Zagitova, 15, sets skate mark as Bjoergen makes Games history
FIFTEEN-YEAR-OLD Alina Zagitova stole the show in figure skating yesterday as American skier Lindsey Vonn took bronze in her final Olympic downhill and Norway’s Marit Bjoergen became the most successful athlete in Winter Games history.
Zagitova was breathtaking in the Russian-dominated short program, breaking the world record set just minutes earlier by her teammate, 18-year-old Evgenia Medvedeva.
It put the Russian starlets top of the standings ahead of tomorrow’s free skate, where Zagitova will attempt to become the youngest women’s singles figure skating champion since Tara Lipinski in 1998.
They also look set to win the first gold of the Games for the Olympic Athletes from Russia, who are competing as neutrals after Russia’s national team was banned over a major doping scandal.
“We are friends, we are young girls, we can talk about anything with each other,” said Medvedeva, who like Zagitova is making her Olympic debut.
“But on the ice, we must fight, I feel like it’s a little war, when you skate you are alone,” added the double world champion.
American Vonn, 33, was aiming for a second downhill title in her final Olympics, but it was not to be as she finished third behind Italy’s Sofia Goggia and Ragnhild Mowinckel of Norway.
But the 2010 winner was delighted to reach the podium, becoming alpine skiing’s oldest female medalist after a series of injuries which threatened to wreck her career and ruled her out of Sochi 2014.
“If you think what’s happened over the last eight years and what I’ve been through to get here, I gave it all and to come away with a medal is a dream come true,” said Vonn. “You’ve got to put things into perspective. Of course, I would have loved a gold medal but, honestly, this is amazing and I’m so proud.”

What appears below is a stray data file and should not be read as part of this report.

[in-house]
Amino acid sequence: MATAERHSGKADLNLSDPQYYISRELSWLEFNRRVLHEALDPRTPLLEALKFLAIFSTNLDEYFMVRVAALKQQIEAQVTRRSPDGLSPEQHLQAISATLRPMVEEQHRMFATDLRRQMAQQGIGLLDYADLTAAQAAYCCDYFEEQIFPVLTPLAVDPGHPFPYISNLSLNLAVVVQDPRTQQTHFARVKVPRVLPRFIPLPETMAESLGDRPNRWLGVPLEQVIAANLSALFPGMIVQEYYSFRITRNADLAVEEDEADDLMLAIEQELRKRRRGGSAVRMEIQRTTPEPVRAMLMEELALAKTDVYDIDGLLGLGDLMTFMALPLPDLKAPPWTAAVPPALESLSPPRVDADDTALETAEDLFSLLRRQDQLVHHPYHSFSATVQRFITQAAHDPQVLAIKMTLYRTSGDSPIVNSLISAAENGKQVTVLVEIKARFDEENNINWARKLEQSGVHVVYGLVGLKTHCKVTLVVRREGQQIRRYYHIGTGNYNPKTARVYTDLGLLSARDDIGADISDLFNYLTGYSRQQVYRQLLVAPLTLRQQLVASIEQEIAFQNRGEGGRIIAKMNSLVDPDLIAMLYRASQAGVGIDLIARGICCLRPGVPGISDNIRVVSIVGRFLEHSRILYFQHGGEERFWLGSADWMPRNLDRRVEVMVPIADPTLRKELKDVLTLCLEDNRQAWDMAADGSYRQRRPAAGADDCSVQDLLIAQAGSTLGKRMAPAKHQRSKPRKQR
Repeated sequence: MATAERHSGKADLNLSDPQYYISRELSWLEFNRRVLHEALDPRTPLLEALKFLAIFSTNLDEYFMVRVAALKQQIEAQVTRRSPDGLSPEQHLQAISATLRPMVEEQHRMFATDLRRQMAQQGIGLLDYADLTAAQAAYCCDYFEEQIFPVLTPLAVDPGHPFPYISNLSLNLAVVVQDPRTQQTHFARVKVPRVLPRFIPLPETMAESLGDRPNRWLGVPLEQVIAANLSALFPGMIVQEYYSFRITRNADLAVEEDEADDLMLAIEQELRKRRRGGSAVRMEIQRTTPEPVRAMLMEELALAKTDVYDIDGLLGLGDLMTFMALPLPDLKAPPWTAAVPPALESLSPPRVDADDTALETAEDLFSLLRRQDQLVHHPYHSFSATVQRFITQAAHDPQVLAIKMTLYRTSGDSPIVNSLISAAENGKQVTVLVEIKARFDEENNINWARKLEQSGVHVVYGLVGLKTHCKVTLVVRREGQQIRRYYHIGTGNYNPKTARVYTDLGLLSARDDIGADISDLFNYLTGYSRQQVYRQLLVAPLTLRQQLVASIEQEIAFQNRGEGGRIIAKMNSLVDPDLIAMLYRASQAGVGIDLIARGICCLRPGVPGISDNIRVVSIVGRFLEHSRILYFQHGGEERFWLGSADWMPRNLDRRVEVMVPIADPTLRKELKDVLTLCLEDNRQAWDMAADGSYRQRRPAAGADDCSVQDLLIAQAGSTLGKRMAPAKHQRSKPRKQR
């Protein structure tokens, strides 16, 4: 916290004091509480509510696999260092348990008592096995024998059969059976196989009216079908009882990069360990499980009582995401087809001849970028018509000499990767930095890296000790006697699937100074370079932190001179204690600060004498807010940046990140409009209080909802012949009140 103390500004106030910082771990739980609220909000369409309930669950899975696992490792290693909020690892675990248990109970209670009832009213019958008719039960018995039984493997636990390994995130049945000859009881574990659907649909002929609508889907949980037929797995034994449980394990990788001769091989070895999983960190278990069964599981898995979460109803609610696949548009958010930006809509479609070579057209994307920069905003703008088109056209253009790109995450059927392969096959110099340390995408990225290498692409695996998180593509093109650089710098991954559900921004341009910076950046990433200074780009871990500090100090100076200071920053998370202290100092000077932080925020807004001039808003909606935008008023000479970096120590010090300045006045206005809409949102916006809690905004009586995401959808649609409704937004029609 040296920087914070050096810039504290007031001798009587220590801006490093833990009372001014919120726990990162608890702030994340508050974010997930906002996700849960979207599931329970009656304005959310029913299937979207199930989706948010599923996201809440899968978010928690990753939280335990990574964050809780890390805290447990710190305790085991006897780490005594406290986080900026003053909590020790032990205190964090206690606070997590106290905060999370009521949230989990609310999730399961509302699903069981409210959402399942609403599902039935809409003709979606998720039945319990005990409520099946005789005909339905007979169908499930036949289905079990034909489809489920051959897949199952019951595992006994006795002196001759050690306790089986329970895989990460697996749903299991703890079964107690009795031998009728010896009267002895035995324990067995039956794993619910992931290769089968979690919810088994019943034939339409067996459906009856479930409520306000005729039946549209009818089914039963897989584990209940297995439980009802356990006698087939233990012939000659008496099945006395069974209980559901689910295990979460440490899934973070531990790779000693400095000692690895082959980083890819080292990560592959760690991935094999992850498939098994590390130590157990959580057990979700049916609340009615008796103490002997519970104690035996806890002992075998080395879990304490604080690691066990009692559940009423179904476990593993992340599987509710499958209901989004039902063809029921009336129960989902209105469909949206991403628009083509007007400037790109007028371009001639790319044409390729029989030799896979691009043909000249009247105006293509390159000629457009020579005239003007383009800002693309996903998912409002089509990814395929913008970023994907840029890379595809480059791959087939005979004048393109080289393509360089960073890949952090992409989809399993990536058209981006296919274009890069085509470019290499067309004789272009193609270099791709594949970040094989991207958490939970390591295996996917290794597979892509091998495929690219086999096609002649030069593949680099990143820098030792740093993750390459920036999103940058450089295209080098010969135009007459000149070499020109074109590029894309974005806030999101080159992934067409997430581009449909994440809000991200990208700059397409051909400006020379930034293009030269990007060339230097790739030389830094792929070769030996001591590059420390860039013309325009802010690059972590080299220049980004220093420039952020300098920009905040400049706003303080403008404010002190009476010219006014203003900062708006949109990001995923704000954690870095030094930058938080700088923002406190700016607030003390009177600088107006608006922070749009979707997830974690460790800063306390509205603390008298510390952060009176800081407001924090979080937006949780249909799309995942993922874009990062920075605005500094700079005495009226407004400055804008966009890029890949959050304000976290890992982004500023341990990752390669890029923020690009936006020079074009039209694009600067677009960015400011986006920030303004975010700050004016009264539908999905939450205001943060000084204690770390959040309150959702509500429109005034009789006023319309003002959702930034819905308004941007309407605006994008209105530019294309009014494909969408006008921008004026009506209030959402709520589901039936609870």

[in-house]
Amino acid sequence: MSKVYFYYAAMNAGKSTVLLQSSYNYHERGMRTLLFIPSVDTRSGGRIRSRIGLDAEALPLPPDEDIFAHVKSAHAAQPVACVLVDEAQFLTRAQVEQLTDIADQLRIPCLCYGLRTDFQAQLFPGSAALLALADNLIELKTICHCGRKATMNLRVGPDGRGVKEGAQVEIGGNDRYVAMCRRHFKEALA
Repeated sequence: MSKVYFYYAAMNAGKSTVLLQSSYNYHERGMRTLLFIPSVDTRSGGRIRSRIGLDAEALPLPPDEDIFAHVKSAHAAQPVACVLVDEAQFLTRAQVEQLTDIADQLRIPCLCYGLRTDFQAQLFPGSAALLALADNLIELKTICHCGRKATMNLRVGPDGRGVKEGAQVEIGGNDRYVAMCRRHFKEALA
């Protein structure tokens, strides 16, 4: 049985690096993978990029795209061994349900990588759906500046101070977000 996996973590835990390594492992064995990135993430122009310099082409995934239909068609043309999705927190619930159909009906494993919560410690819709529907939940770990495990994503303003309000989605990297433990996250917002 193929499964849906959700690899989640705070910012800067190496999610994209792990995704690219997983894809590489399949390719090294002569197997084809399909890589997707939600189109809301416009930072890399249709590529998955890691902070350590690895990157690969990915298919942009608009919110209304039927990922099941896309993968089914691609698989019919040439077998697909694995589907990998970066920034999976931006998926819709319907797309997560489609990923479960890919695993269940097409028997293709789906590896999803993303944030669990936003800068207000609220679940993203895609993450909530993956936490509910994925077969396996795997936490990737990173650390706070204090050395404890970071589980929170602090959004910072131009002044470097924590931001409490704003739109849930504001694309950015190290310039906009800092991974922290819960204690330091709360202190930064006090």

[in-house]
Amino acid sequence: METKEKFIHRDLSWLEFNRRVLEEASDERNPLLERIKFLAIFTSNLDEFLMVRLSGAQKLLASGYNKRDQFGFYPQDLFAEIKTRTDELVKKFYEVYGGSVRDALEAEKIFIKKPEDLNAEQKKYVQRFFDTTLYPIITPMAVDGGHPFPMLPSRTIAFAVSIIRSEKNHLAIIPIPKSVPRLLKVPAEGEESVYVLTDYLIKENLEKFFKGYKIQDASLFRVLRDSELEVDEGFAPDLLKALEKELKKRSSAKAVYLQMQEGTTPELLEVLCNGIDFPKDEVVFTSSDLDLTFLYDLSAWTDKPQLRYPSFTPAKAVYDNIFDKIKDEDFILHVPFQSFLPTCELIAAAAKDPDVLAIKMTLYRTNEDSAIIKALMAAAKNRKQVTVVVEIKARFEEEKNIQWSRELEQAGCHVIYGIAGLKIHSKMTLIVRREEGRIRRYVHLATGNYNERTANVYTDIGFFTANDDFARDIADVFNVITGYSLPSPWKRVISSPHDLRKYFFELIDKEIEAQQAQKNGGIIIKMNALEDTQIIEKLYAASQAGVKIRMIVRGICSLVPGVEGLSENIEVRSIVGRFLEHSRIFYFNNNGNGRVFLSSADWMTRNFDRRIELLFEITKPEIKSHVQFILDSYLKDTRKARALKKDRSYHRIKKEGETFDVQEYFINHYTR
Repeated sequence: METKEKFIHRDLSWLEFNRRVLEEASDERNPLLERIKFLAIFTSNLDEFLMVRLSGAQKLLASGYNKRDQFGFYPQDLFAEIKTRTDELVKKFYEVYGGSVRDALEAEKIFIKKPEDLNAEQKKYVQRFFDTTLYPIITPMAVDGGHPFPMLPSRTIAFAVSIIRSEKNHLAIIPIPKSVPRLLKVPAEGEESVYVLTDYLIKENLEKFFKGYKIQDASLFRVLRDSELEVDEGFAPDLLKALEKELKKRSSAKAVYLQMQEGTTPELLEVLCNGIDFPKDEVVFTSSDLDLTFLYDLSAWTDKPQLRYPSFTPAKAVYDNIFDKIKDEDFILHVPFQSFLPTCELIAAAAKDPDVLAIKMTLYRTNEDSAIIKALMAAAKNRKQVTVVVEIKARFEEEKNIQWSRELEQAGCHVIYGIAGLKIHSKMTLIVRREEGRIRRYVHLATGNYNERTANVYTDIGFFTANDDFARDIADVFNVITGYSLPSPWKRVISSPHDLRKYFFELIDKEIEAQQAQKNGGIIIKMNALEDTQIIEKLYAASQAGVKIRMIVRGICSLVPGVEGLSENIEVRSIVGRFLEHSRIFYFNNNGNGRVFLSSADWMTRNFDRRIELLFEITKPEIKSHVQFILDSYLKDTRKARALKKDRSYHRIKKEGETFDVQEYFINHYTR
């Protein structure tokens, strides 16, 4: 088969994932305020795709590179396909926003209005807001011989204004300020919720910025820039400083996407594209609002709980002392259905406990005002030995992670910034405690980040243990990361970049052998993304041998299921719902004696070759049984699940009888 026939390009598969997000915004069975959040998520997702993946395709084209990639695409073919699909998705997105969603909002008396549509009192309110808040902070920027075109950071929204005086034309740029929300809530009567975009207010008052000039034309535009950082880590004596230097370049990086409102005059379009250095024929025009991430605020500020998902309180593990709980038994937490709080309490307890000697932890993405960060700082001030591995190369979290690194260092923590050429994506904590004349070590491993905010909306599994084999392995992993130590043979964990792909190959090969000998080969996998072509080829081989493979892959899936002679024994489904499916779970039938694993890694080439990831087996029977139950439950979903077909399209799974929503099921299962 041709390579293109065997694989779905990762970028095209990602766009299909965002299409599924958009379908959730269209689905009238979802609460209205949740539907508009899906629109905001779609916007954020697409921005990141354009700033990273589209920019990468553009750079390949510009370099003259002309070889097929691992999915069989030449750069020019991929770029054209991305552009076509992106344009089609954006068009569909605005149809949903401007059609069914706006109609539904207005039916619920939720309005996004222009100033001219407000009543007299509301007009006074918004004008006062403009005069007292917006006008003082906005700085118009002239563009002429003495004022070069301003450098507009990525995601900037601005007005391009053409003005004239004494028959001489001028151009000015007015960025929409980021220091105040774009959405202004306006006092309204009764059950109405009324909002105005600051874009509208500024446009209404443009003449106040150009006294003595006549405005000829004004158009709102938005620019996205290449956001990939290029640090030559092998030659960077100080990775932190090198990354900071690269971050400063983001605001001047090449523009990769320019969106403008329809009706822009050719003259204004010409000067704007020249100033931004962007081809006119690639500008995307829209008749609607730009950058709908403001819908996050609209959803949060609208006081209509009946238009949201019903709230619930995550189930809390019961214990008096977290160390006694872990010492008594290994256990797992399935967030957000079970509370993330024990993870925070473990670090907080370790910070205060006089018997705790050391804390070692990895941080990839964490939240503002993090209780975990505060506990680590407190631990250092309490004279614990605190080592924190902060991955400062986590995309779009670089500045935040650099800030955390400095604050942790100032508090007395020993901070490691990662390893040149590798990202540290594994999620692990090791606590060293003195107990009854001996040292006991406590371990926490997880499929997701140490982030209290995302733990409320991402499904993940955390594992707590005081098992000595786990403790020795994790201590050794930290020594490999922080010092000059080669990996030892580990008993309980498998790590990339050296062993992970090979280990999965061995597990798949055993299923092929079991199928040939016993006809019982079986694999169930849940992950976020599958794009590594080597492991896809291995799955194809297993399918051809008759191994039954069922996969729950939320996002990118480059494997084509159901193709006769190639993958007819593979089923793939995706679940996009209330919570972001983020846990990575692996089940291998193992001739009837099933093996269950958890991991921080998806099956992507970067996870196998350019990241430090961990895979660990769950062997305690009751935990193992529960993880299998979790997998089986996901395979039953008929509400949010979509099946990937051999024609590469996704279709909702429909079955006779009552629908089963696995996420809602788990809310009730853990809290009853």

Bjoergen reached 14 Olympic medals when she took bronze in cross-country skiing’s women’s team sprint free, outstripping compatriot Ole Einar Bjoerndalen, who has 13 in biathlon.
Bjoergen, 37, is also the second most successful woman at either the Summer or Winter Games, trailing only Soviet gymnast Larisa Latynina with 18 medals.
“It’s hard to understand, actually,” Bjoergen said.
While Bjoergen’s milestone was the highlight, the United States’ victory in the event was its first Olympic gold in women’s cross-country skiing.
Jessica Diggins passed the Swedes and the Norwegians on the final lap to give the US an upset victory.
Norway won the men’s sprint, giving the country its 13th cross-country medal at the games to tie an Olympic record.
In other action, Russian skier Sergey Ridzik recovered from a crash in the ski cross final to take bronze, behind Canada’s Bredy Leman and Marc Bischofberger of Switzerland.
The competition, where four skiers race each other down a twisting track featuring a number of jumps, was marred by a series of heavy falls.
France’s Terence Tchiknavorian broke his leg and Canadian racer Chris Del Bosco was also taken to hospital after a sickening wipe-out.
At the other end of the standings, Germany’s Mariama Jamanka and Lisa Buckwitz took gold by seven-hundredths of a second ahead of America’s Elana Meyers Taylor and Lauren Gibbs.
Japan upset the Netherlands in the women’s team pursuit speed skating, but Norway was too strong for hosts South Korea in the men’s event.
Norway remained top of the medals table on 13 golds — one ahead of Germany — at the end of day 12.